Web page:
In the past months I've made some attempts to use guiding to achieve longer exposures. I'am using Indi/EKOS with a Raspberry Pi and EKOS provides a guiding function. First, I had the idea, that guiding will compensate a rough polar alignment, but after some attempts, I think that a good polar alignment is also important for guiding :-)

Very often I get a message like this:
"Guide DEC: Scope count not reach the start point after 21 iterations
Possible mount or backlash problems"

How could I check, If I have a issue with the mount (iEXOS 100 in this case)?

There are also two options to use the guiding camera. EKOS offers "via Camera" or "via ES iXEOS 100" in a menu. I've chosen via ES iEXOS 100, because i was to lazy to search the cable. My second question is, If it makes an important difference If I use this way or If it is better to connect the guiding camera directly with the mount (from Autoguider (ST4) Port camera to Autoguider (ST4) Port mount) ?

Third question is about the guiding rate. EKOS has an option for this and the default ist 0,5. Should I change this? (s. screenshot, it shows also the setting for guiding via, but this is in german). I found in the PMC_Eight_ProgrammersReferenceManual that the sidereal rate is 48. So maybe I should adjust the value to 0.48?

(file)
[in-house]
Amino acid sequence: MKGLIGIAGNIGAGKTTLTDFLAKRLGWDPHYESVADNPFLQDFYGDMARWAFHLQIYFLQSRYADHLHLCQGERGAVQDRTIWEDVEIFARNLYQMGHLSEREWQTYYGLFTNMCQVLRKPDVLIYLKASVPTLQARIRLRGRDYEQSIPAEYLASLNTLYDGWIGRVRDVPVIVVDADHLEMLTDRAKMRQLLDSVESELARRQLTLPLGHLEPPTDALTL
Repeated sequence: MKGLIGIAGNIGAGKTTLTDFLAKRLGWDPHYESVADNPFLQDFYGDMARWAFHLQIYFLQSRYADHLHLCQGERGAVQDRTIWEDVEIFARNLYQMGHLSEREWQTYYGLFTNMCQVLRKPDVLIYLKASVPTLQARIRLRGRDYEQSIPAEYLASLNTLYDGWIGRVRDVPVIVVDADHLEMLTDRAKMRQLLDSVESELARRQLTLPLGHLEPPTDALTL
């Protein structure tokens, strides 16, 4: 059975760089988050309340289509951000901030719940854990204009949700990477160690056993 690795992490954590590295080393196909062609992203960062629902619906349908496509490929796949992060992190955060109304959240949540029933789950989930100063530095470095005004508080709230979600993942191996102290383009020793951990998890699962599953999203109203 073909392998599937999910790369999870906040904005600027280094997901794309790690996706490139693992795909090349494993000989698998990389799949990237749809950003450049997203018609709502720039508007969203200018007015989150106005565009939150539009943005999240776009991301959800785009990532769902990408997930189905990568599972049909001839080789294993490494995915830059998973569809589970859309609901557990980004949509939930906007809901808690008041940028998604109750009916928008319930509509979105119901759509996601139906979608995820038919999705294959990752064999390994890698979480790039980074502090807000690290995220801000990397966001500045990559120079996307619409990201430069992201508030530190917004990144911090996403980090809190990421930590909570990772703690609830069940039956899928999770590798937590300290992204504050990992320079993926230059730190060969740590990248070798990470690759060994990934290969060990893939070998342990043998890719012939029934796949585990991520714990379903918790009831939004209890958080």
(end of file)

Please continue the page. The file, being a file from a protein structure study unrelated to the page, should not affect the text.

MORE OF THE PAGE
I will also attach a second screenshot, in this case guiding was working for some time. Maybe somebody has a hint what I could improve? 

Thanks and best Regards,
Mirko

--

Mounts: ES PMC-8 IEXOS 100, ES EXOS2-GT 
Scopes: Skywatcher 80/600, TS Photoline 72/432mm-Apo
Cameras:  Nikon Z6, D7000, ZWO ASI385 Color, QHY 5L-II-mono
Lens: Sigma 150-600mm, Sigma Art 135mm/1,8, Nikon Z 50mm/1,8, Tamron 70-200mm
Msc: LRTimelapse Pro Timer 2.5, Raspberry Pi4, Polemaster, GPS Dongle, QHY miniGuideScope
Software: PixInsight, Kstars, Starry Night, Redshift


Re: Android and Amazon Fire ExploreStars has been updated #ExploreStars #ExploreScientific

Aaron Thompson
 

Hello Brian,  I am jumping in a little late in this conversation.  

Here is a download link for the Android Explore Stars page.  

https://explorescientificusa.com/pages/android-os-download

Here is a direct link to the Explore Stars Database files for the Android version of the app and contains the SQL database file needed for this version of the app. 

http://02d3287.netsolhost.com/pmc-eight/ES_Android_DB_Images.zip

Make sure an place the contents of the zip file on the SD card of your tablet.  

 

The Windows version uses a different database package and can be found here. 

https://explorescientificusa.com/pages/microsoft-windows-10-explorestars-app-download

 

Does this help you get the app back into working order?

 

Cheers

Aaron


Re: Android and Amazon Fire ExploreStars has been updated #ExploreStars #ExploreScientific